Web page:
She serves up not simply food for thought but a veritable feast of observations on that most trying decision for a democracy: whether to oust a sitting president.

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My Wars Are Laid Away in Books: The Life of Emily Dickinson

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Random House #ad - Habegger discovers the best available answers to the pressing questions about the poet: was she lesbian? who was the person she evidently loved? Why did she refuse to publish and why was this refusal so integral an aspect of her work? Habegger also illuminates many of the essential connection sin Dickinson’s story: between the decay of doctrinal Protestantism and the emergence of her riddling lyric vision; between her father’s political isolation after the Whig Party’s collapse and her private poetic vocation; between her frustrated quest for human intimacy and the tuning of her uniquely seductive voice.

The definitive treatment of dickinson’s life and times, and of her poetic development, My Wars Are Laid Away in Books shows how she could be both a woman of her era and a timeless creator. Although many aspects of her life and work will always elude scrutiny, her living, changing profile at least comes into focus in this meticulous and magisterial biography.

My Wars Are Laid Away in Books: The Life of Emily Dickinson #ad - In this exhaustively researched biography, Alfred Habegger presents the first thorough account of Dickinson’s growth–a richly contextualized story of genius in the process of formation and then in the act of overwhelming production. Building on the work of former and contemporary scholars, contemporary women's writing, My Wars Are Laid Away in Books brings to light a wide range of new material from legal archives, congregational records, and previously unpublished fragments of Dickinson’s own letters.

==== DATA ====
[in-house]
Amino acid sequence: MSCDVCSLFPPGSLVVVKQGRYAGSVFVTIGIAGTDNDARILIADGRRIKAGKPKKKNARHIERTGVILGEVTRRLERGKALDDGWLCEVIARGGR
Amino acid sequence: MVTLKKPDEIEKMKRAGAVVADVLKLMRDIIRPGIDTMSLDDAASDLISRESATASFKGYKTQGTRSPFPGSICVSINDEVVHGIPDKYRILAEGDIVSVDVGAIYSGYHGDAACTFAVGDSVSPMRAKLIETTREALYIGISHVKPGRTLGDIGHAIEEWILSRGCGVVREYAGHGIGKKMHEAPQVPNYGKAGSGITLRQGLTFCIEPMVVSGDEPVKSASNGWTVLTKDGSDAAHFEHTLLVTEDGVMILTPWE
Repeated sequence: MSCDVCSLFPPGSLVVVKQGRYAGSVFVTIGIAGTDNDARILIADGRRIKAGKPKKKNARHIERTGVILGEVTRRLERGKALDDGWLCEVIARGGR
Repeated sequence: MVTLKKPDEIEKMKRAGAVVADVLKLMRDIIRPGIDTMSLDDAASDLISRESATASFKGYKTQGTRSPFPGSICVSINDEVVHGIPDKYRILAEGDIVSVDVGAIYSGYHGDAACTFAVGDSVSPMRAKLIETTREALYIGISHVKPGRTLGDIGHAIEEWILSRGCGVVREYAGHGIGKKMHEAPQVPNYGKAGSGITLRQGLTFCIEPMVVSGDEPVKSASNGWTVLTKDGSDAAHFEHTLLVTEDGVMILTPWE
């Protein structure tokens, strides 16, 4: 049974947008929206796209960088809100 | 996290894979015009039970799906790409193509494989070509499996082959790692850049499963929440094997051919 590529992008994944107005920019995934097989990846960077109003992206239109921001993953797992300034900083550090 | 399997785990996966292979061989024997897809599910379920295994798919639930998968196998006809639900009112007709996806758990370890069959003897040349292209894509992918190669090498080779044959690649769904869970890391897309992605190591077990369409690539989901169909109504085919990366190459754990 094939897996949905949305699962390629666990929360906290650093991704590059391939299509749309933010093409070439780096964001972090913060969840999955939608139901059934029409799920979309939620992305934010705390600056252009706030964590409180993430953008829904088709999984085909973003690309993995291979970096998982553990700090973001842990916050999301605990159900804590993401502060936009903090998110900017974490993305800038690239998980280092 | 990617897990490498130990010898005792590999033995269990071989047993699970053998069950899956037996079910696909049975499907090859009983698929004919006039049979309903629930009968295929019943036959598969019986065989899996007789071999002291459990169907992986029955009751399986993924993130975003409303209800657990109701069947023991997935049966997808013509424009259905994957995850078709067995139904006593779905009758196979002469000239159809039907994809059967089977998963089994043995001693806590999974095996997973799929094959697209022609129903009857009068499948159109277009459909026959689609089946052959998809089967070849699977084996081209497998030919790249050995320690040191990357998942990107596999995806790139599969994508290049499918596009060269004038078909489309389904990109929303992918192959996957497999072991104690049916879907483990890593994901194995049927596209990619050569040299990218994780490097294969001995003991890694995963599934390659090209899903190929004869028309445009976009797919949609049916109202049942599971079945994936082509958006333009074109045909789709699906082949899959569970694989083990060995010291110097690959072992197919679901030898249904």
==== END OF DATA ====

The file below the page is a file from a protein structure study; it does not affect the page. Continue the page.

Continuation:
One reason she has become a timeless icon of mystery for many readers is that her developmental phases have not been clarified. Emily dickinson, probably the most loved and certainly the greatest of American poets, continues to be seen as the most elusive.

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Hawthorne: A Life

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Random House #ad - Hawthorne himself declared that he was not “one of those supremely hospitable people who serve up their own hearts, delicately fried, with brain sauce, as a tidbit” for the public. The novels and tales, the incidental writings, letters and diaries reverberate in this biography, travel notes and children’s books, which both charts and protects the dark unknowable core that is quintessentially Hawthorne.